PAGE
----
The 27 Club has become one of rock & roll’s most mysterious and tragic coincidences. After Kurt Cobain died in 1994, rock fans began to associate his age with that of Jim Morrison, Janis Joplin, Brian Jones, and Jimi Hendrix – though it was notable to fans in the early 1970s when those four visionaries died just two years apart. The death of Amy Winehouse at the age of 27 in 2011 brought even more attention to the significance of the age. While the club has traditionally been associated with musicians, it has grown in recent years as many young actors and artists have died as a result of everything from drug addiction to suicide to bizarre accidents.
The following are some of the sad and untimely losses of The 27 club.
The Most Remarkable Members of The 27 Club
- Kurt Cobain
On Friday, April 8th, 1994, an electrician discovered Kurt Cobain’s body. The authors of Who Killed Kurt Cobain? have a simple solution to their question: Kurt Cobain killed himself. He did it with self-inflicted harm and left written evidence of his mental state. “Suicidal people tend to want to make a statement,” Nial Stimson, Kurt’s substance abuse counselor, recalled how worried the singer was about losing his home in a lawsuit. “I just kind of felt he killed himself in his house [as if to say], “You’re not going to take my house, no matter what. . .'”
- Amy Winehouse
It’s hard to tell Amy’s state of mind when she drank her last gulps of vodka at home in London in July 2011. She had stated that she still had things she wanted to do with her life, but she seemed unable to do so. She had always been protective about her inner life while being a remarkably honest and open person in many aspects. We got the impression from our views of Amy that she was sick of her career. She had become a prisoner of her image, like Jimi Hendrix and Kurt Cobain. And, as with Janis Joplin, her spouse, was noticeably absent at the end. Other people Amy had relied on were also absent, in many cases.
- Jimi Hendrix
Jimi took sleeping pills in the early hours of Friday, September 18th, 1970, while staying with a girlfriend in London. Nobody knows how many pills he took or whether he was aware of what he was doing. Vesparax, a powerful barbiturate, was the drug. Half a tablet was enough to put a man to sleep for eight hours; Jimi may have taken up to nine which led him to be a part of The 27 club. He’d been drinking as well. This was risky and reckless, but it was in character. Jimi had developed a habit of using drugs indiscriminately over his years on the road. “Jimi would take a handful of shit not even knowing what it was,” said Deering Howe, a friend of his.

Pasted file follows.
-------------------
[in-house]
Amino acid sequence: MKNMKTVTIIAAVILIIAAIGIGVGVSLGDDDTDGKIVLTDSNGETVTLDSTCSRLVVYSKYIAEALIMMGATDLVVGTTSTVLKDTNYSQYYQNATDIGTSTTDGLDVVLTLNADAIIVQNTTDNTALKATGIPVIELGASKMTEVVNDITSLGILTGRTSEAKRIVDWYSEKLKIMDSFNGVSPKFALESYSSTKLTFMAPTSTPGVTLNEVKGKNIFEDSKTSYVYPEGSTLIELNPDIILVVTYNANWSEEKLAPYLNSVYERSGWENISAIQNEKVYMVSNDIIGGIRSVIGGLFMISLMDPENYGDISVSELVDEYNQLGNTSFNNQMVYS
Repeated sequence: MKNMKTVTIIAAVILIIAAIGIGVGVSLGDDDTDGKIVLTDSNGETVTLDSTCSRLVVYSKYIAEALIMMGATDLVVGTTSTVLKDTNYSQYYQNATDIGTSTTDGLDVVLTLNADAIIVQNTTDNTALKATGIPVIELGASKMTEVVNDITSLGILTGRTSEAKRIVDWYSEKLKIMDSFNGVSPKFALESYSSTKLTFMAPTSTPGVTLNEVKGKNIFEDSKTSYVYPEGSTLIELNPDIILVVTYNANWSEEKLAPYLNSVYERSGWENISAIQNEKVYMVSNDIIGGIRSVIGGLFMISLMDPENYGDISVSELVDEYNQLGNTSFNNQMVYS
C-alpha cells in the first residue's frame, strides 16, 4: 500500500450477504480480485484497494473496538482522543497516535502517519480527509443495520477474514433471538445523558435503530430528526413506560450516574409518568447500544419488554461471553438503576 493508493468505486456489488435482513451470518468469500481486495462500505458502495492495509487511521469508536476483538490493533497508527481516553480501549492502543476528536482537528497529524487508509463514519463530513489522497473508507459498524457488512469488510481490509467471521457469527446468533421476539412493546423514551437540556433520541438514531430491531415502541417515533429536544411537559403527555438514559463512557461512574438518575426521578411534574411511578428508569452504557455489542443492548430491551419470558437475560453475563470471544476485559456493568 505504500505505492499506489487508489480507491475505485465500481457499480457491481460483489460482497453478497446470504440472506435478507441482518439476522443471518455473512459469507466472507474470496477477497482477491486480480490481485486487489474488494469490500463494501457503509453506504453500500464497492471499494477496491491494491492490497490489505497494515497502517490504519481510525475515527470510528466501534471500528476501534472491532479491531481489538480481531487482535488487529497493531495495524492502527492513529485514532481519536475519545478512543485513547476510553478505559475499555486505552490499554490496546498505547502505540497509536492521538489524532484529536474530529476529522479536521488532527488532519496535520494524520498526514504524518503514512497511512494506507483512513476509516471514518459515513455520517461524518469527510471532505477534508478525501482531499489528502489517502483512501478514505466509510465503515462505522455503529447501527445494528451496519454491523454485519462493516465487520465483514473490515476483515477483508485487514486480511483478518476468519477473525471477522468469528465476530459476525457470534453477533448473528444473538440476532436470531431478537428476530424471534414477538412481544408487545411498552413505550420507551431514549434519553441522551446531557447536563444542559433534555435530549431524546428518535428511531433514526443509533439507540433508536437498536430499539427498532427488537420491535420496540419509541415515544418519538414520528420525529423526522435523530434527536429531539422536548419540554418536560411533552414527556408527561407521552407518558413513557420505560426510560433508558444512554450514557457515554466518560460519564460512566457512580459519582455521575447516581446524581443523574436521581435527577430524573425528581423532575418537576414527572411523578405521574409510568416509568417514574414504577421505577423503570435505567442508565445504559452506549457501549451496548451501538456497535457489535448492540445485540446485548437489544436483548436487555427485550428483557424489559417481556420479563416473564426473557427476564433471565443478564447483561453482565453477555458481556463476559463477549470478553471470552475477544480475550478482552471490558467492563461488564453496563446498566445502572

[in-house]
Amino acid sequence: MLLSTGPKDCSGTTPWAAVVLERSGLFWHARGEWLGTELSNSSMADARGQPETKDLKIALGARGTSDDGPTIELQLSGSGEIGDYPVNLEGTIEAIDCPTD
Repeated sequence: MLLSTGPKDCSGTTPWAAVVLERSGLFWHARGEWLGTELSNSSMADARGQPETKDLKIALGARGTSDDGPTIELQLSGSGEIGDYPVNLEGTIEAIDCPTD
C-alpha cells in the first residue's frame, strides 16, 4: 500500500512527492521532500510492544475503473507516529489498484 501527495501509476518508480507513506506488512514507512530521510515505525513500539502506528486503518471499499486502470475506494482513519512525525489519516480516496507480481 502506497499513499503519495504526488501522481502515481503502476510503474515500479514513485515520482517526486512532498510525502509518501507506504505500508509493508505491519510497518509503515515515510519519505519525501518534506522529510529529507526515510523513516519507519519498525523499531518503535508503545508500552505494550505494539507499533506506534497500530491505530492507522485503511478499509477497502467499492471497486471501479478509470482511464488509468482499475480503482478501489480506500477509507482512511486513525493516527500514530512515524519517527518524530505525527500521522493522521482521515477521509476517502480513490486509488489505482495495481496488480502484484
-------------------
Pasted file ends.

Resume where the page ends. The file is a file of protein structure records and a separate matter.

- Jim Morrison
After Francis Ford Coppola used “The End” in the music for Apocalypse Now, Jim Morrison’s cult grew posthumously. Jim’s cult was fueled by the fact that he died at the same age as Brian, Jimi, and Janis. The 27 club link reinforced the idea that Jim was special, that his death was predestined, and that something weird was going on. The coincidence was made further weirder by the fact that Jim’s girlfriend died at the same age. This legend was familiar to everybody with an interest in popular music by 1994 when Kurt Cobain decided to join the club.
- Brian Jones
Jones died in 1969 at his country home in England as a result of his foolish behavior. To combine alcohol and drugs and then dive into a pool was to swim straight into death’s arms. As obvious as this may appear, Brian Jones’ death has become one of rock & roll’s most enduring mysteries, with many people disputing the official account of events. “And the mystery of his death hasn’t been solved,” Keith Richards has said. “I don’t know what happened, but there was some nasty business going on.”